Just Mercy by Bryan Stevenson

November 19, 2014 2014, nonfiction, Nonfiction November, reviews 20

Just Mercy by Bryan StevensonJust Mercy by Bryan Stevenson
Published by Random House Publishing Group on October 21st 2014
Source: Library
Pages: 352
Buy From IndieBoundGoodreads


When I first encountered Bryan Stevenson, I was tearing pages out of Smithsonian Magazine. Before any reading material made it to my students at the state juvenile correctional facility, I first had to remove any questionable content. Smithsonian was generally safe, but I was quickly drawn into a story profiling Stevenson and Why Mass Incarceration Defines Us As a Society. After finishing the story myself, I made sure it found its way to as many of my students as possible. I brought up many of its major points in my history and government classes, hoping to spark discussion and bring light to recent changes in juvenile law.

Stevenson’s new book follows him from a poor upbringing in Delaware, though uncertain years in college and into his early career as a lawyer, where he quickly discovers the country’s desperate need for real representation for the poor. In chapters that range from heartbreaking and infuriating to uplifting and hopeful, he details his time working with prisoners on death row and juveniles facing endless life sentences. Though he does spend time outlining serious flaws in our current judicial system, for the majority of the book Stevenson shifts the discussion from political to personal. Throughout Just Mercy, we meet people who are more than just a rap sheet, headline and sentence. From his first face-to-face meeting with a death row inmate, Stevenson learns that the people he works with have histories, personalities, feelings and hopes that are often clouded by their crimes.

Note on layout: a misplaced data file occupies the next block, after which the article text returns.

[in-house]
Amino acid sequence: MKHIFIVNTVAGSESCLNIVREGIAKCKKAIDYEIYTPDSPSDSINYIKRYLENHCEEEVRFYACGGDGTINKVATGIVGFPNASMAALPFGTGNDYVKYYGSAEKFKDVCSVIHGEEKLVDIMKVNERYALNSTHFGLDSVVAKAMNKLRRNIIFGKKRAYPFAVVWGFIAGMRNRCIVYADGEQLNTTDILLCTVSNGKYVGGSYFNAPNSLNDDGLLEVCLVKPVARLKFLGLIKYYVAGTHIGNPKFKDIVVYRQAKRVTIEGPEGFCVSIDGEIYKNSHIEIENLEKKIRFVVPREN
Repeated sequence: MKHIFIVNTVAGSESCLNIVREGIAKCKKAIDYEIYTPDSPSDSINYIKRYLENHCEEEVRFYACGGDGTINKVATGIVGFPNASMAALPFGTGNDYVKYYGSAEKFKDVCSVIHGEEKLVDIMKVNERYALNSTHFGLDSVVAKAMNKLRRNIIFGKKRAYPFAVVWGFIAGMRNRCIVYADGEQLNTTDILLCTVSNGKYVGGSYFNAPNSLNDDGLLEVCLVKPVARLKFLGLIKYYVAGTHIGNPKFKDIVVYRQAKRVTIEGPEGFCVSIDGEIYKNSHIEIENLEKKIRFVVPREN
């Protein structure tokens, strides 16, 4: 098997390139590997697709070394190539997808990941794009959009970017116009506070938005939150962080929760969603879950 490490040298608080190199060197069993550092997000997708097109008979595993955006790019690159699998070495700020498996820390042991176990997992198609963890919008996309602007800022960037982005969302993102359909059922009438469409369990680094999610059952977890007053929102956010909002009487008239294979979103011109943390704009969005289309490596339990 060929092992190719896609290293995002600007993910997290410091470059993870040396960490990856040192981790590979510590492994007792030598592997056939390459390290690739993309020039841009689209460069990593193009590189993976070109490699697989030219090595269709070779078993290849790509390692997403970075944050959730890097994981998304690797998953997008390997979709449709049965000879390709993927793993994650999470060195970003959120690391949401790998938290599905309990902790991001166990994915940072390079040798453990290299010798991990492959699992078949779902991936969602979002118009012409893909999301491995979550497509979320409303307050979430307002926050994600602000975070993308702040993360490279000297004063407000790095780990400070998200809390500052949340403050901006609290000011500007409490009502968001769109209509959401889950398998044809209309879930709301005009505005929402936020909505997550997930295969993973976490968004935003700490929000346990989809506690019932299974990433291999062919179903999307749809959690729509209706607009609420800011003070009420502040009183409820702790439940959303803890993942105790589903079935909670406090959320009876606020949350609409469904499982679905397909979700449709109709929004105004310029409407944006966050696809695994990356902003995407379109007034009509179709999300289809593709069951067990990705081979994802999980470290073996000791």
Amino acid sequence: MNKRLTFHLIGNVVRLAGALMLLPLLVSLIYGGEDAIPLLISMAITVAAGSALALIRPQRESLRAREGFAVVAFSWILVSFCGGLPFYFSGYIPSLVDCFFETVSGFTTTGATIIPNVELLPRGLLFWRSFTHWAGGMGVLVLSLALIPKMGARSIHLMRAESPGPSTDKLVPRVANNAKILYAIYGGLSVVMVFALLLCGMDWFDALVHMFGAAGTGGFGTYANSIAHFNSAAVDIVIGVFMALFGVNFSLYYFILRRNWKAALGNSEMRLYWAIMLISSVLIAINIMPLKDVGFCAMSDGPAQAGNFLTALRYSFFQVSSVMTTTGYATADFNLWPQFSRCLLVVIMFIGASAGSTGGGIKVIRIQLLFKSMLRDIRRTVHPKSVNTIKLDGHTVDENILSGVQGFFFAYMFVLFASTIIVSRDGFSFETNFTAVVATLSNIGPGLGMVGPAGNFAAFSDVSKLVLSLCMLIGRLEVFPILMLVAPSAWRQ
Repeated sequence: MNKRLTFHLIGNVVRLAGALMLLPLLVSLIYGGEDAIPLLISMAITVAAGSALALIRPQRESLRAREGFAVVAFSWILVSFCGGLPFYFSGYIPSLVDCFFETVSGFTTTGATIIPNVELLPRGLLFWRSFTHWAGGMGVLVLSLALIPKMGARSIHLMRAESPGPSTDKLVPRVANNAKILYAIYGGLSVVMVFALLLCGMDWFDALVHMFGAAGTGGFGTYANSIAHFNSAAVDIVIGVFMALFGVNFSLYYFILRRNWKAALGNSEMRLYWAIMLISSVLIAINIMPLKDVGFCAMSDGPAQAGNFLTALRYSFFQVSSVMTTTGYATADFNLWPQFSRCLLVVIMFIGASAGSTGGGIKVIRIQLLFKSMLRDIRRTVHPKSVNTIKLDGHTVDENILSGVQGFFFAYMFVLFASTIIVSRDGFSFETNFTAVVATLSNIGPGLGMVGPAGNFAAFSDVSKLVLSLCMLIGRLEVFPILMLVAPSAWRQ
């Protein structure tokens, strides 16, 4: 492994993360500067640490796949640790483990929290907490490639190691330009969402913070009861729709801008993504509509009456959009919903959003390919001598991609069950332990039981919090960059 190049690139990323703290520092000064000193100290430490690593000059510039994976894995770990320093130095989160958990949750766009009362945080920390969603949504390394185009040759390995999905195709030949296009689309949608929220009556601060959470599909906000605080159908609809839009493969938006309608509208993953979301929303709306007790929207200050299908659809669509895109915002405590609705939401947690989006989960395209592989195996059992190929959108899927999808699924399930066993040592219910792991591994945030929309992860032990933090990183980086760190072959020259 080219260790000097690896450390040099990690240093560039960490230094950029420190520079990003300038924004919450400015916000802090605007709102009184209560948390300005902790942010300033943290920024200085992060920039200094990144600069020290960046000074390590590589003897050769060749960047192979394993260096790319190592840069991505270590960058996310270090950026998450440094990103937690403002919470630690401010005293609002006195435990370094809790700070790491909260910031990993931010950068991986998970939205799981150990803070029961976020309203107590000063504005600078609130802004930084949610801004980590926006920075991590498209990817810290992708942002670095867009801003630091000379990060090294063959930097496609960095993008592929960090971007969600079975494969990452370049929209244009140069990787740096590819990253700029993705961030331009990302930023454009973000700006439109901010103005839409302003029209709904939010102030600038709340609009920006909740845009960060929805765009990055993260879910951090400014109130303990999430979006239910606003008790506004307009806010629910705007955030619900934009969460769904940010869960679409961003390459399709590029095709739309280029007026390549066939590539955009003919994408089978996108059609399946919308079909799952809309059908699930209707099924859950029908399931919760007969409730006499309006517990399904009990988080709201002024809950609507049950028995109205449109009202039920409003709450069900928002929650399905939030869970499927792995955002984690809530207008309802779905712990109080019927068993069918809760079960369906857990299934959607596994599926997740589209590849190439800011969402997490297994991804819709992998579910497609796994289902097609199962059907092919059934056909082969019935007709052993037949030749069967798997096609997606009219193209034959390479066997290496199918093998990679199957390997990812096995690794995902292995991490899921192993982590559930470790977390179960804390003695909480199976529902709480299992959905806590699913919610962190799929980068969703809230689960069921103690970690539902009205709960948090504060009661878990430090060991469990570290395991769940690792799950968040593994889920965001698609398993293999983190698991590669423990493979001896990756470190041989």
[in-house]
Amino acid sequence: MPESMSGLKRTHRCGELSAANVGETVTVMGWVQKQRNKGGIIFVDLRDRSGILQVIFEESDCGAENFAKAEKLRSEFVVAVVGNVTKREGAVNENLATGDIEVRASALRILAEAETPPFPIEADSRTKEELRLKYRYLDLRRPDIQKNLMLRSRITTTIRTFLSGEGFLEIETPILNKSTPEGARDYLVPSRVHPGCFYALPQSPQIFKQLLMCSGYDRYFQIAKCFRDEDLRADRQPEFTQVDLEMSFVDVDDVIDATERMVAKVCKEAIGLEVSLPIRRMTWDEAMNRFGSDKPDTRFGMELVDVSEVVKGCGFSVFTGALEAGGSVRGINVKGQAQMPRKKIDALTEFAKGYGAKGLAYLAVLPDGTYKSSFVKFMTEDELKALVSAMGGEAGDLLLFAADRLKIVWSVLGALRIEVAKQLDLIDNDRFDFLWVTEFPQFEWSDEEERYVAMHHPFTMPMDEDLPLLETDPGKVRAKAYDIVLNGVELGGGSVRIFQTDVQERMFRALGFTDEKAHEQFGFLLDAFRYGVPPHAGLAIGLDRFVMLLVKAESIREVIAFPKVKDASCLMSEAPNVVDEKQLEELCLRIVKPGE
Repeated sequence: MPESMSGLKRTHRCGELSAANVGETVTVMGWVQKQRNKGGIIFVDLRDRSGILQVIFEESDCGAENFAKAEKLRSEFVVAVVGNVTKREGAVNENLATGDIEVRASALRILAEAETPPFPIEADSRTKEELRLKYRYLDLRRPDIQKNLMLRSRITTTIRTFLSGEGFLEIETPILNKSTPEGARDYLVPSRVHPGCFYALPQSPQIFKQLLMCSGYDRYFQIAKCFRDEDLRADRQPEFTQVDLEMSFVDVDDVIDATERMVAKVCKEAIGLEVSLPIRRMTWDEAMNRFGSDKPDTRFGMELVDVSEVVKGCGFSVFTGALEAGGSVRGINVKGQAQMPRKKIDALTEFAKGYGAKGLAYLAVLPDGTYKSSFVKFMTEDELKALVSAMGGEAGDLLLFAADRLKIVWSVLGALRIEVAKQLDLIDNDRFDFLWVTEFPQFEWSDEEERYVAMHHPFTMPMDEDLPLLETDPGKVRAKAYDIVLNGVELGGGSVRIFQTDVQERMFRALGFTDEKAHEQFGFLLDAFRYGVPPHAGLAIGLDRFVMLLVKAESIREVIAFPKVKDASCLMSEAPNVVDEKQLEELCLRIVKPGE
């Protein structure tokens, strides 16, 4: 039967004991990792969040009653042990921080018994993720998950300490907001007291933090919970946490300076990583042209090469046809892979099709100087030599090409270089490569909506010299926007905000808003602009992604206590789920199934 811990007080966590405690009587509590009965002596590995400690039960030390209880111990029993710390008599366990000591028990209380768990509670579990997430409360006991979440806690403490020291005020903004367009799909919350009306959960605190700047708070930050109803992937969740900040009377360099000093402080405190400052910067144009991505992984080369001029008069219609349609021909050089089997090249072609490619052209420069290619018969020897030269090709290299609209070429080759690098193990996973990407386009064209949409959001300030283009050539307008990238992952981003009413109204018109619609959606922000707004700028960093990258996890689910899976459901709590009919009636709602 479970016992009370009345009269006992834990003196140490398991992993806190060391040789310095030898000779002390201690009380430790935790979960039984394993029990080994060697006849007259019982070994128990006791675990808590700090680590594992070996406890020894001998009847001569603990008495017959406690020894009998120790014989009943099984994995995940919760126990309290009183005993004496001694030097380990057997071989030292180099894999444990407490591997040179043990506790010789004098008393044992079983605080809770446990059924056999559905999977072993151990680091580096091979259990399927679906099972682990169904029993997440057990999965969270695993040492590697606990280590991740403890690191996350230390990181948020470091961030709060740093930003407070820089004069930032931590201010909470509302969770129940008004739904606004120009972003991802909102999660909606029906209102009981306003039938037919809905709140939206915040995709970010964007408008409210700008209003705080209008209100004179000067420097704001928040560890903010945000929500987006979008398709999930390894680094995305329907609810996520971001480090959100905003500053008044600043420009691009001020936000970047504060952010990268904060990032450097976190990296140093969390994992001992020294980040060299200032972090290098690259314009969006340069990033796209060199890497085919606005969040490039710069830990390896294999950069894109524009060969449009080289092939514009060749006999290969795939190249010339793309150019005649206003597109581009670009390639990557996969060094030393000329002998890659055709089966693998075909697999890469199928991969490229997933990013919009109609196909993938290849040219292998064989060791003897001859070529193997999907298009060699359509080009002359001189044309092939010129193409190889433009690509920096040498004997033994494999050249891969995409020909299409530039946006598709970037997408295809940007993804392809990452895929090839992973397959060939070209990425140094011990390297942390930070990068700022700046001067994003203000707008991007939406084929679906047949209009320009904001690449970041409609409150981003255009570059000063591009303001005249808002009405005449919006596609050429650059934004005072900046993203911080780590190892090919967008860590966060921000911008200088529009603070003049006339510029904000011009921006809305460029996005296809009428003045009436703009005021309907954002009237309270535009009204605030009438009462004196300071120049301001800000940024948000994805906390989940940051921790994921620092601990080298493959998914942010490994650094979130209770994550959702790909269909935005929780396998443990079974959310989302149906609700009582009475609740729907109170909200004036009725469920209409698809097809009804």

“‘It’s been so strange, Bryan. More people have asked me what they can do to help me in the last fourteen hours of my life than ever asked me in the years when I was coming up.’ He looked at me, and his face twisted in confusion.

I gave Herbert one last long hug, but I was thinking about what he said. I thought of all the evidence that the court had never reviewed about his childhood. I was thinking about all of the trauma and difficulty that had followed him home from Vietnam. I couldn’t help but ask myself, Where were these people when he really needed them?”

I’ve carried quite a bit of guilt since leaving my job earlier this year, as my reasons had little to do with my students and much more to do with the bureaucracy they were caught in. But Herbert’s words are an amazing reminder of the power of compassion at every point in life, something I constantly hope we can learn to embrace as a country. Just Mercy is a book more than capable of teaching us.

You can hear more about Just Mercy through Bryan Stevenson’s interview on NPR’s Fresh Air.